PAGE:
“House Bill No. 2366 would ban all state and municipal funds for anything related to “sustainable development,” which it defines as: “development in which resource use aims to meet human needs while preserving the environment so that these needs can be met not only in the present, but also for generations to come.”

Still scratching my head on this one.

GeoStellar Gives Solar Adoption A Boost

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Image via AmericaSolarDirect

Bringing Big Data down to earth isn’t just a figure of speech for Geostellar, a Washington, D.C.-based startup using social media to drive solar adoption. A big part of the $16 million it’s raised is being spent on crunching data and getting it into the hands of homeowners who want to generate their own clean energy.

“We’re all about the home owner,” CEO David Levine said in an interview at SXSW. “The energy industry hasn’t done them any favors. What people need is an advocate, something that works for them.” What works is a transparent ROI, some marketplace effects and a sliver of competition, which Geostellar describes as the “Glory” piece in its marketing campaign. For the past three years, Levine’s team has been building out its 3-D models, based on data that’s gathered by the same planes that Google, Apple and Microsoft use to snap pictures of the earth.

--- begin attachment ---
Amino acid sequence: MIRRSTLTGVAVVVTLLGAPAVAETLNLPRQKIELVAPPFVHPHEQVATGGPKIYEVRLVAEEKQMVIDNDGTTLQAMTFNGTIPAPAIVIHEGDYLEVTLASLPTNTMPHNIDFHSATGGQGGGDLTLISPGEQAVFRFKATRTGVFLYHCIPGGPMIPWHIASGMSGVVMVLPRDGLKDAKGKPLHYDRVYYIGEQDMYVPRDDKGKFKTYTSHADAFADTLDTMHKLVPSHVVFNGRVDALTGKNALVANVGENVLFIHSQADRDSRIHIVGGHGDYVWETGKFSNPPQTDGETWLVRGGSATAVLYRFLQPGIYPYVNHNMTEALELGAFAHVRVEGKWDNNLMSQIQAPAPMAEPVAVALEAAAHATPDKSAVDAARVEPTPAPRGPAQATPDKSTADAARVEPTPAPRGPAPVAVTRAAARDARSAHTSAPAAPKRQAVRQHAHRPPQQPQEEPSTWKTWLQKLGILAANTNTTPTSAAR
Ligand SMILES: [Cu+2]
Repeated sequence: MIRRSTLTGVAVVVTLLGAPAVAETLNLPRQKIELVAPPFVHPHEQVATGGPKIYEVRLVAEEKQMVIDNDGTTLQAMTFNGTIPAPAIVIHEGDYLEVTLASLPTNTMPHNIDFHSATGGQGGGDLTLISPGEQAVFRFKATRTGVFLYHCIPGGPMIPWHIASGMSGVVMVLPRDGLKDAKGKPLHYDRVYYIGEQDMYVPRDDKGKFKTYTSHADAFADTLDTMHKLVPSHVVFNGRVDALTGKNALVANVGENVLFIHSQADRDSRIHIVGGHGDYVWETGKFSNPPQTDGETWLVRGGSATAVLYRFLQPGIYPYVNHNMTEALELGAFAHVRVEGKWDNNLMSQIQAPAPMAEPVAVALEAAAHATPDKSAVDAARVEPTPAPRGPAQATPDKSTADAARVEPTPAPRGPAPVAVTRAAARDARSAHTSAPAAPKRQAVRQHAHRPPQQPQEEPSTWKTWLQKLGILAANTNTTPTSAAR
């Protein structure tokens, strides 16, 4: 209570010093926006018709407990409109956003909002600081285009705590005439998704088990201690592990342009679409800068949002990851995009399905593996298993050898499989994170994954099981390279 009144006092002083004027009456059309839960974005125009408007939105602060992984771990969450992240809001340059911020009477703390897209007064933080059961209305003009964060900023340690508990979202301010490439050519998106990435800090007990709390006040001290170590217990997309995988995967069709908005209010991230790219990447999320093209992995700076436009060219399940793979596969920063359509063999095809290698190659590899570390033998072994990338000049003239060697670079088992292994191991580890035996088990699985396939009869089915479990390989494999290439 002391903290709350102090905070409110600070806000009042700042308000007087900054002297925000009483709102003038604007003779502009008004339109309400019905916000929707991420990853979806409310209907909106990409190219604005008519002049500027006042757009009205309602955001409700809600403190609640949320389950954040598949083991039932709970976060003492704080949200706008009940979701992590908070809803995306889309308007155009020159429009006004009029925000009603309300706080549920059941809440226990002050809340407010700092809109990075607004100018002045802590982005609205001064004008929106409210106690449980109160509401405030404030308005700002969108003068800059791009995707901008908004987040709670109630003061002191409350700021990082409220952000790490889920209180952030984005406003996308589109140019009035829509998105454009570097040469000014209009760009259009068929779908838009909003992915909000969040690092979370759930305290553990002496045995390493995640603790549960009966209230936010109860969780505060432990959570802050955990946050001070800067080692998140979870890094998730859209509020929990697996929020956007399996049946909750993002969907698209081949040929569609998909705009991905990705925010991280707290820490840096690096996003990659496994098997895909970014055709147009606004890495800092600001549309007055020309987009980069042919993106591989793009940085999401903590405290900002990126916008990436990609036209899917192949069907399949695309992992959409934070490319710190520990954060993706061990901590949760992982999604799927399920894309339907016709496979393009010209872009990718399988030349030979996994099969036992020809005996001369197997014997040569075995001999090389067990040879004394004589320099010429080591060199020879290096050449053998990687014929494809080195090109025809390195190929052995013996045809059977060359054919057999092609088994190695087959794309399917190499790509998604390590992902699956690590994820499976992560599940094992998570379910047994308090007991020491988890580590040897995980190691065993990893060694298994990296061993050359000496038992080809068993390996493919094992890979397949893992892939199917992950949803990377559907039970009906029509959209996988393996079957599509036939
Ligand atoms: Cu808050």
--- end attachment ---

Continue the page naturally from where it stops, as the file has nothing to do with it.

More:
By combining its satellite imagery with the latest utility and energy rates, Geostellar uses your ZIP code to render three different snapshots of your home’s energy potential. Playing to different motivations, it displays the results under the categories, “Money,” ”Power” and “Glory,” which show electricity savings, electricity output and CO2 emissions, respectively.